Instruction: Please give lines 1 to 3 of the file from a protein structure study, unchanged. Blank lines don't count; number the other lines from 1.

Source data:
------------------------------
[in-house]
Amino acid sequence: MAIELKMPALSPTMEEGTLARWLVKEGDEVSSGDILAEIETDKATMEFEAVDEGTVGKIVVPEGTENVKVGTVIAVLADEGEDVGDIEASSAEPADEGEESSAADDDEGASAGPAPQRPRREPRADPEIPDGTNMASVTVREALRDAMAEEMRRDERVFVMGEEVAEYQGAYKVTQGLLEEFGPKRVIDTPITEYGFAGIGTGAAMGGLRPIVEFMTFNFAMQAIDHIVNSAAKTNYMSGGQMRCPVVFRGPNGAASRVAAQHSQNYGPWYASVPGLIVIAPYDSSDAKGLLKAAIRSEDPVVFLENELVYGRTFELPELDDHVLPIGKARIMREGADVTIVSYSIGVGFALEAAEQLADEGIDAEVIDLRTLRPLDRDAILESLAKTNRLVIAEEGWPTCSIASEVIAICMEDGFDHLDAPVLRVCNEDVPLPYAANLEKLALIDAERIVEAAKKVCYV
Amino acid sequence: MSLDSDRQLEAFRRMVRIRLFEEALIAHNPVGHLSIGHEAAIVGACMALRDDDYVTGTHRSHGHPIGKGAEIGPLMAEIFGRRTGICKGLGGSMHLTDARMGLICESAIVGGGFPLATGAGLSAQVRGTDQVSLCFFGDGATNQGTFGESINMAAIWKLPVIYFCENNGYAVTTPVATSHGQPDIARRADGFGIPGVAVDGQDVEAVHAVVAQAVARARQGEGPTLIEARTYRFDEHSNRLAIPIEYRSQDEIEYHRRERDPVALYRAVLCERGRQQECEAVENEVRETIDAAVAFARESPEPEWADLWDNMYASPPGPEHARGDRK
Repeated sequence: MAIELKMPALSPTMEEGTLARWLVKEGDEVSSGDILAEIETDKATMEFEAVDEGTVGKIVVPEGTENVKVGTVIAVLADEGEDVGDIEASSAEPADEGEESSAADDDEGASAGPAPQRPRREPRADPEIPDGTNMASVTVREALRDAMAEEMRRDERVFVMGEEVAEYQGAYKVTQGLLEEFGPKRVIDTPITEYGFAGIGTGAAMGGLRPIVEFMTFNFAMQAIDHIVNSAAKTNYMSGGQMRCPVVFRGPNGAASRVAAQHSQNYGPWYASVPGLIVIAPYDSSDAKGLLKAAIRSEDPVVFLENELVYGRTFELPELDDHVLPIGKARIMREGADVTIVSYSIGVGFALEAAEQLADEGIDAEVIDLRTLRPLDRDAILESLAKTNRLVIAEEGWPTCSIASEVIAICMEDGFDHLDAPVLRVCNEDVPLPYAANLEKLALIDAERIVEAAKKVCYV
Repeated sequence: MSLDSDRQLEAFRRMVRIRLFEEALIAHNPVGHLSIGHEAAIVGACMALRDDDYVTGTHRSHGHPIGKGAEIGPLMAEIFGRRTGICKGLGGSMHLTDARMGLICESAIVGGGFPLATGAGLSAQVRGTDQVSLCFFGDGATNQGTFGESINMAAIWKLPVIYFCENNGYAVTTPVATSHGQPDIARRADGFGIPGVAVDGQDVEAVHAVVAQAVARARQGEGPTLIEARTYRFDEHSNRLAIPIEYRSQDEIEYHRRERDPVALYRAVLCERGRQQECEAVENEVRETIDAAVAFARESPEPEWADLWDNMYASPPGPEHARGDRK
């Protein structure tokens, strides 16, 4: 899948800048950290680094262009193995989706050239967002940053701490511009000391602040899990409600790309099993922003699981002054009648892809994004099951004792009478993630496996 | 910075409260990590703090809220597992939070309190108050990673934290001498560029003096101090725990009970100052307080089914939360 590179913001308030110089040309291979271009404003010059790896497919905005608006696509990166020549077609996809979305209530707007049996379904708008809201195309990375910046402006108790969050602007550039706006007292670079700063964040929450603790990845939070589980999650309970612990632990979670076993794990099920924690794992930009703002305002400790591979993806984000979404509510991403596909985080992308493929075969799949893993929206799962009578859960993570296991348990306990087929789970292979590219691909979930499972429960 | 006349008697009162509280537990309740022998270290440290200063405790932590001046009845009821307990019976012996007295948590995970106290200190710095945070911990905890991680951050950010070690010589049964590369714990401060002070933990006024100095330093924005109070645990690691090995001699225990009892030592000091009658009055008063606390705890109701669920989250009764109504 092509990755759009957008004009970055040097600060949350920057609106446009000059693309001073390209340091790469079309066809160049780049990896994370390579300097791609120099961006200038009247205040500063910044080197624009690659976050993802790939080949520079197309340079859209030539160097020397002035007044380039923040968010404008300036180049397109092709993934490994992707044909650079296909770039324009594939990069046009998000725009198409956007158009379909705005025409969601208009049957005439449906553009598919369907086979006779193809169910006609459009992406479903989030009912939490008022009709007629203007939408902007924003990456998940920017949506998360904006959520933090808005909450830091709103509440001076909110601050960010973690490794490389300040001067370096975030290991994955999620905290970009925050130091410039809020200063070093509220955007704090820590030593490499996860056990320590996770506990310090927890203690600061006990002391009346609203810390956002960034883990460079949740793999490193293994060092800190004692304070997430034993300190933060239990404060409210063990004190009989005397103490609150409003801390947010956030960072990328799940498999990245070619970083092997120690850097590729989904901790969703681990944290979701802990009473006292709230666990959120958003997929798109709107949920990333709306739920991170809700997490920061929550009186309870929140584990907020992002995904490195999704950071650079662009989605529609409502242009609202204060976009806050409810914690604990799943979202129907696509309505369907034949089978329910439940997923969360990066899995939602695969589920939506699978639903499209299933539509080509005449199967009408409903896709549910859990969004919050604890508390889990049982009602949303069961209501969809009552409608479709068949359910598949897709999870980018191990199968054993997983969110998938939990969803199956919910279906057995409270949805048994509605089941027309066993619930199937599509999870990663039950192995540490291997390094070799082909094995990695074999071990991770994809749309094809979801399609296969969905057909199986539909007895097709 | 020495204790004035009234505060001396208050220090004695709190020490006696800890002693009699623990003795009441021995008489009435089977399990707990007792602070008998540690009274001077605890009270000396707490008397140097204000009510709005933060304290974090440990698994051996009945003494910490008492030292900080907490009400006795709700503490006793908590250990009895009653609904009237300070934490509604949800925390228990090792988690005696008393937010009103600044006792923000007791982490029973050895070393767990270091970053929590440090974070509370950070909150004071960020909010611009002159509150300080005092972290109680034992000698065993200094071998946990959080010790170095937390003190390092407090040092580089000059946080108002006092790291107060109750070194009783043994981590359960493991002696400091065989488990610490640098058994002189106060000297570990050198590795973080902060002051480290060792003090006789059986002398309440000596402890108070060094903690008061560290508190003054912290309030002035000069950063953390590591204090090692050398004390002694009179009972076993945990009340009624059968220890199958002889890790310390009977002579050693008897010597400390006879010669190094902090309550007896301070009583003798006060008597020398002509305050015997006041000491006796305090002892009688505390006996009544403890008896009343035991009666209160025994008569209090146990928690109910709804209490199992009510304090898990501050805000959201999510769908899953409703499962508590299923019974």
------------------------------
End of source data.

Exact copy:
[in-house]
Amino acid sequence: MAIELKMPALSPTMEEGTLARWLVKEGDEVSSGDILAEIETDKATMEFEAVDEGTVGKIVVPEGTENVKVGTVIAVLADEGEDVGDIEASSAEPADEGEESSAADDDEGASAGPAPQRPRREPRADPEIPDGTNMASVTVREALRDAMAEEMRRDERVFVMGEEVAEYQGAYKVTQGLLEEFGPKRVIDTPITEYGFAGIGTGAAMGGLRPIVEFMTFNFAMQAIDHIVNSAAKTNYMSGGQMRCPVVFRGPNGAASRVAAQHSQNYGPWYASVPGLIVIAPYDSSDAKGLLKAAIRSEDPVVFLENELVYGRTFELPELDDHVLPIGKARIMREGADVTIVSYSIGVGFALEAAEQLADEGIDAEVIDLRTLRPLDRDAILESLAKTNRLVIAEEGWPTCSIASEVIAICMEDGFDHLDAPVLRVCNEDVPLPYAANLEKLALIDAERIVEAAKKVCYV
Amino acid sequence: MSLDSDRQLEAFRRMVRIRLFEEALIAHNPVGHLSIGHEAAIVGACMALRDDDYVTGTHRSHGHPIGKGAEIGPLMAEIFGRRTGICKGLGGSMHLTDARMGLICESAIVGGGFPLATGAGLSAQVRGTDQVSLCFFGDGATNQGTFGESINMAAIWKLPVIYFCENNGYAVTTPVATSHGQPDIARRADGFGIPGVAVDGQDVEAVHAVVAQAVARARQGEGPTLIEARTYRFDEHSNRLAIPIEYRSQDEIEYHRRERDPVALYRAVLCERGRQQECEAVENEVRETIDAAVAFARESPEPEWADLWDNMYASPPGPEHARGDRK